This paper was originally published and presented at The Society of Plastics Engineers’ ANTEC in 2013.
When a plastic part fails, a tough question is often asked, “Why are a limited number of parts failing?”. This is particularly true with seemingly random failures at significant, but low, failure rates. Two aspects are generally linked to such low failure rates, multiple factor concurrency and the statistical nature of plastic failures. Failure often only takes place when two or more factors take effect concurrently. Absent one of these factors, failure will not occur. Plastic resins and the associated forming processes produce parts with a statistical distribution of performance properties, such as strength and ductility. Likewise, environmental conditions, including stress and temperature, to which the resin is exposed through its life cycle is also a statistical distribution. Failure occurs when a portion of the distribution of stress on the parts exceeds a portion of the distribution of strength of the parts. This paper will review how the combination of multiple factor concurrency and the inherent statistical nature of plastic materials can result in seemingly random failures.
A useful definition for the purpose of understanding failure is an undesirable event or condition that results in the inability of a component to function properly or perform its intended function safely, reliably, and economically. In many cases, failure is catastrophic and results in a component that is completely inoperable. In other cases, however, the part may be partially operable, but not fully functional; or simply may be compromised to the point that it is deemed that further use is unreliable or unsafe
Failure within plastic components can take many forms, including:
- Deformation / Distortion
- Esthetic Alteration
This paper focuses on failure through fracture in illustrating the role of multiple factors in plastic part performance and the statistical nature of plastic part failure. However, it is important to note that the same principles apply to the other types of failure as well.
The mechanism of cracking within a plastic material principally occurs through disentanglement, whereby polymer chains slide past one another. The applied stresses, both internal formed-in and assembled-in together with those from external sources overcome inter-molecular forces, such as Van der Waals forces, London dispersion forces, hydrogen bonding, and dipole interactions. The mechanism is the same regardless whether the polymer is amorphous or semi-crystalline. Generally, the stresses responsible for cracking are insufficient to produce breakage within the covalent bonds of the polymer backbone.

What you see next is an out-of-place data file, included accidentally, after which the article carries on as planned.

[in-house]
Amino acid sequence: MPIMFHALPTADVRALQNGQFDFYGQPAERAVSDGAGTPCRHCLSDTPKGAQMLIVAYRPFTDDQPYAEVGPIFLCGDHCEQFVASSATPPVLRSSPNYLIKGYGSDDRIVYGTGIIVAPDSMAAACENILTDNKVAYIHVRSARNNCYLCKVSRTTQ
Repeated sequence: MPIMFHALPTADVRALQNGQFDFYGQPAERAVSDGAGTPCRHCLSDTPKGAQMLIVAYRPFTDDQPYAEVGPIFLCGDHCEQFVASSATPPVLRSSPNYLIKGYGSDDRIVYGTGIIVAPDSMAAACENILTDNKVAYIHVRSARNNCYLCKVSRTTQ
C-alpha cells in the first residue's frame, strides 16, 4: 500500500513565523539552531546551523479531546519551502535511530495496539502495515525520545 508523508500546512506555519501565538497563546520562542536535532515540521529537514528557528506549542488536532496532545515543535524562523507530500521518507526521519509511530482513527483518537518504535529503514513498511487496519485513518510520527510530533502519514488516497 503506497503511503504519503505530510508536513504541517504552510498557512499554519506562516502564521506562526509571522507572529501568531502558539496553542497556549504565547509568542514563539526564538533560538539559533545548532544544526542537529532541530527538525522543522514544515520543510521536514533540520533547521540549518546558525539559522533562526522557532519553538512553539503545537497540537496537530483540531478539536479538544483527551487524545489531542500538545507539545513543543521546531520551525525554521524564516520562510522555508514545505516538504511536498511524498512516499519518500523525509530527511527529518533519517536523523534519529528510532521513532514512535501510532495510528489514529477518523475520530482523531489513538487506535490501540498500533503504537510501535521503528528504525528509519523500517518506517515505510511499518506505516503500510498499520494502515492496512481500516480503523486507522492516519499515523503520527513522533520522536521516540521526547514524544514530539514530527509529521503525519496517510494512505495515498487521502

While it might seem complex, it is important to remember that cracking is simply a response to stress. Fracture takes place as a stress relief mechanism. Ductile fracture is a bulk molecular response that occurs through yielding, a macro molecular rearrangement, followed by disentanglement. Conversely, brittle fracture is a micro molecular response where disentanglement is favored over yielding. The most common failure mechanisms of plastic components are:
- Short-term Overload
- Creep Rupture
- Environmental Stress Cracking
- Molecular Degradation
This paper addresses two fundamental questions of plastic component failure:
Why are a limited number of parts failing? – Statistical Distribution Considerations
Why are a limited number of parts failing? – Concurrent Factors Considerations
The cause of failure in plastic parts is not typically trivial. Parts can fail as the result of various factors concurrently reducing the expected strength and/or increasing the expected in-service stresses of the part. The number of factors affecting part performance produces a broad statistical distribution of the material properties and service conditions. The overlap of these two statistical distributions leads to sporadic and seemingly random failures. When working to identify the cause of component failure, it is important to consider the interaction between the various factors and the inherent statistical distribution of the performance and service conditions.